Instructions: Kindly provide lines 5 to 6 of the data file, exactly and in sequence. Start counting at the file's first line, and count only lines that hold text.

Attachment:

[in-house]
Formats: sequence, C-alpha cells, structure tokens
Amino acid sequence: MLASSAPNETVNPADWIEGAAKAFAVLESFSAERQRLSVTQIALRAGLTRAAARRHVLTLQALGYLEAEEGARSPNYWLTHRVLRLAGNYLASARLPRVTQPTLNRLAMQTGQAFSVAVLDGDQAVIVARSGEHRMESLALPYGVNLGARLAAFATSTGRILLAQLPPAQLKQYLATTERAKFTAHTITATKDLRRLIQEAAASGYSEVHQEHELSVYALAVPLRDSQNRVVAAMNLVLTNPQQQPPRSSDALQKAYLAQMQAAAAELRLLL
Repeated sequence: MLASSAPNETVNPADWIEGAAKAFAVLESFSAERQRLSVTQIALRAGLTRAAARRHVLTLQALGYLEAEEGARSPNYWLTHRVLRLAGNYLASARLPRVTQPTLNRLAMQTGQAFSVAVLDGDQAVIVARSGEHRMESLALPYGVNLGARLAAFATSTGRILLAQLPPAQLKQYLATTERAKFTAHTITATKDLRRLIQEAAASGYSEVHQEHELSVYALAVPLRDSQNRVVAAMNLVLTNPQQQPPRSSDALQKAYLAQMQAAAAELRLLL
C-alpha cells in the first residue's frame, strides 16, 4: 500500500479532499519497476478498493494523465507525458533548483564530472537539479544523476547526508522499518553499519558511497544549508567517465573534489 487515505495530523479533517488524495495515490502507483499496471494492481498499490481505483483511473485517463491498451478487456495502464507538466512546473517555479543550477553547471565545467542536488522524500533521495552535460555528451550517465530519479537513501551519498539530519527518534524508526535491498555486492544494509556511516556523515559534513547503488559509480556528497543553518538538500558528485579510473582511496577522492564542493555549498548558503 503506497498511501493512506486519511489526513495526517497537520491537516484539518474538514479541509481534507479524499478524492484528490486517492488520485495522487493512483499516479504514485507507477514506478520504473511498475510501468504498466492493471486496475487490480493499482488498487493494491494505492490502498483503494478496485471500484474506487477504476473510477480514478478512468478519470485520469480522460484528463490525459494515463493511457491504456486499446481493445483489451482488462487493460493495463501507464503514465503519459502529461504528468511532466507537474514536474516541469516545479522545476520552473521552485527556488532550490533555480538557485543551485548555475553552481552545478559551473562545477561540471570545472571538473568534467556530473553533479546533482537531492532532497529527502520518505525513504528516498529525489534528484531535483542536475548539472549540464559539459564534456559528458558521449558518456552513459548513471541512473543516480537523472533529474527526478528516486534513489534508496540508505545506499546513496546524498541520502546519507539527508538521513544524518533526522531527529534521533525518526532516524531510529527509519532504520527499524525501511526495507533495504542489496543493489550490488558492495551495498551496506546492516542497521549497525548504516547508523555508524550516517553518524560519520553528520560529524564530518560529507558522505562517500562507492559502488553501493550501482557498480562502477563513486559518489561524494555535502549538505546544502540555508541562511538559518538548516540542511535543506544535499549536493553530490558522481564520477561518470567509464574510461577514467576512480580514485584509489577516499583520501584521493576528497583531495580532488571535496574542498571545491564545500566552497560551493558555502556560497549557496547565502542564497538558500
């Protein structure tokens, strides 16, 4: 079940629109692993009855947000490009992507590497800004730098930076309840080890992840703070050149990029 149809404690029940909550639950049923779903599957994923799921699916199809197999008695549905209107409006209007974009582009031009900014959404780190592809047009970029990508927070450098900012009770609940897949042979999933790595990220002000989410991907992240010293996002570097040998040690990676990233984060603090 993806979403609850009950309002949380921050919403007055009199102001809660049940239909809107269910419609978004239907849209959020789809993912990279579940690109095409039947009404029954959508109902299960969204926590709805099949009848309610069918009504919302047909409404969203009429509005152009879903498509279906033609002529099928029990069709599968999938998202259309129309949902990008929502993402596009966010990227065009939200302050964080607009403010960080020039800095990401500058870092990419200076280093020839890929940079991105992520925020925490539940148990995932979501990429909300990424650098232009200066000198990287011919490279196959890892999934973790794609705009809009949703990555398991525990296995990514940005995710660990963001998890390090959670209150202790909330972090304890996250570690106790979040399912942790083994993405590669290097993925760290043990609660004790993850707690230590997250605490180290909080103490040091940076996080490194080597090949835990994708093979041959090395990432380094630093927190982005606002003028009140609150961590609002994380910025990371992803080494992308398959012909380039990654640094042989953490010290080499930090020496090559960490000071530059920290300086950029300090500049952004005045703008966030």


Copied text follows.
C-alpha cells in the first residue's frame, strides 16, 4: 500500500479532499519497476478498493494523465507525458533548483564530472537539479544523476547526508522499518553499519558511497544549508567517465573534489 487515505495530523479533517488524495495515490502507483499496471494492481498499490481505483483511473485517463491498451478487456495502464507538466512546473517555479543550477553547471565545467542536488522524500533521495552535460555528451550517465530519479537513501551519498539530519527518534524508526535491498555486492544494509556511516556523515559534513547503488559509480556528497543553518538538500558528485579510473582511496577522492564542493555549498548558503 503506497498511501493512506486519511489526513495526517497537520491537516484539518474538514479541509481534507479524499478524492484528490486517492488520485495522487493512483499516479504514485507507477514506478520504473511498475510501468504498466492493471486496475487490480493499482488498487493494491494505492490502498483503494478496485471500484474506487477504476473510477480514478478512468478519470485520469480522460484528463490525459494515463493511457491504456486499446481493445483489451482488462487493460493495463501507464503514465503519459502529461504528468511532466507537474514536474516541469516545479522545476520552473521552485527556488532550490533555480538557485543551485548555475553552481552545478559551473562545477561540471570545472571538473568534467556530473553533479546533482537531492532532497529527502520518505525513504528516498529525489534528484531535483542536475548539472549540464559539459564534456559528458558521449558518456552513459548513471541512473543516480537523472533529474527526478528516486534513489534508496540508505545506499546513496546524498541520502546519507539527508538521513544524518533526522531527529534521533525518526532516524531510529527509519532504520527499524525501511526495507533495504542489496543493489550490488558492495551495498551496506546492516542497521549497525548504516547508523555508524550516517553518524560519520553528520560529524564530518560529507558522505562517500562507492559502488553501493550501482557498480562502477563513486559518489561524494555535502549538505546544502540555508541562511538559518538548516540542511535543506544535499549536493553530490558522481564520477561518470567509464574510461577514467576512480580514485584509489577516499583520501584521493576528497583531495580532488571535496574542498571545491564545500566552497560551493558555502556560497549557496547565502542564497538558500
């Protein structure tokens, strides 16, 4: 079940629109692993009855947000490009992507590497800004730098930076309840080890992840703070050149990029 149809404690029940909550639950049923779903599957994923799921699916199809197999008695549905209107409006209007974009582009031009900014959404780190592809047009970029990508927070450098900012009770609940897949042979999933790595990220002000989410991907992240010293996002570097040998040690990676990233984060603090 993806979403609850009950309002949380921050919403007055009199102001809660049940239909809107269910419609978004239907849209959020789809993912990279579940690109095409039947009404029954959508109902299960969204926590709805099949009848309610069918009504919302047909409404969203009429509005152009879903498509279906033609002529099928029990069709599968999938998202259309129309949902990008929502993402596009966010990227065009939200302050964080607009403010960080020039800095990401500058870092990419200076280093020839890929940079991105992520925020925490539940148990995932979501990429909300990424650098232009200066000198990287011919490279196959890892999934973790794609705009809009949703990555398991525990296995990514940005995710660990963001998890390090959670209150202790909330972090304890996250570690106790979040399912942790083994993405590669290097993925760290043990609660004790993850707690230590997250605490180290909080103490040091940076996080490194080597090949835990994708093979041959090395990432380094630093927190982005606002003028009140609150961590609002994380910025990371992803080494992308398959012909380039990654640094042989953490010290080499930090020496090559960490000071530059920290300086950029300090500049952004005045703008966030």